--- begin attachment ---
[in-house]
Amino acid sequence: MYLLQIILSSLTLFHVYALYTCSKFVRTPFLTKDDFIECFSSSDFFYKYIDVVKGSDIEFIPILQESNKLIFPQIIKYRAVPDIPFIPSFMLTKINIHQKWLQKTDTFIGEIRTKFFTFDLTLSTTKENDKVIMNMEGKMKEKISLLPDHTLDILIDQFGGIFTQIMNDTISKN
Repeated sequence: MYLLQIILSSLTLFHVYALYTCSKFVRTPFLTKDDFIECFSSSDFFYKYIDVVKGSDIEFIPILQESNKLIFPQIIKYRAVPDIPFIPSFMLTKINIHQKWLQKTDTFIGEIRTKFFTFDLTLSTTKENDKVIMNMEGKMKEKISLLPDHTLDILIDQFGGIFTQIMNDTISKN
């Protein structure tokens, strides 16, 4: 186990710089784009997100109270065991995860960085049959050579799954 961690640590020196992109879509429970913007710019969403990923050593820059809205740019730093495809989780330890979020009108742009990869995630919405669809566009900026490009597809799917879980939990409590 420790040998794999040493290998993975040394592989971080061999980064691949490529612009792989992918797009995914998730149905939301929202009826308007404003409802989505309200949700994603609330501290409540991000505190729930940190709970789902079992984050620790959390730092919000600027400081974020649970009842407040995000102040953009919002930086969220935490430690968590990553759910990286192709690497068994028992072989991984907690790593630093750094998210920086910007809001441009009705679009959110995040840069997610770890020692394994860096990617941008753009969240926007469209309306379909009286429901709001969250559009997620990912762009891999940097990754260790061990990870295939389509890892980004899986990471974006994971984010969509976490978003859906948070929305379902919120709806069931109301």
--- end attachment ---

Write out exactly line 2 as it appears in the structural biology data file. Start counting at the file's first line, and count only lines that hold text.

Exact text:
Amino acid sequence: MYLLQIILSSLTLFHVYALYTCSKFVRTPFLTKDDFIECFSSSDFFYKYIDVVKGSDIEFIPILQESNKLIFPQIIKYRAVPDIPFIPSFMLTKINIHQKWLQKTDTFIGEIRTKFFTFDLTLSTTKENDKVIMNMEGKMKEKISLLPDHTLDILIDQFGGIFTQIMNDTISKN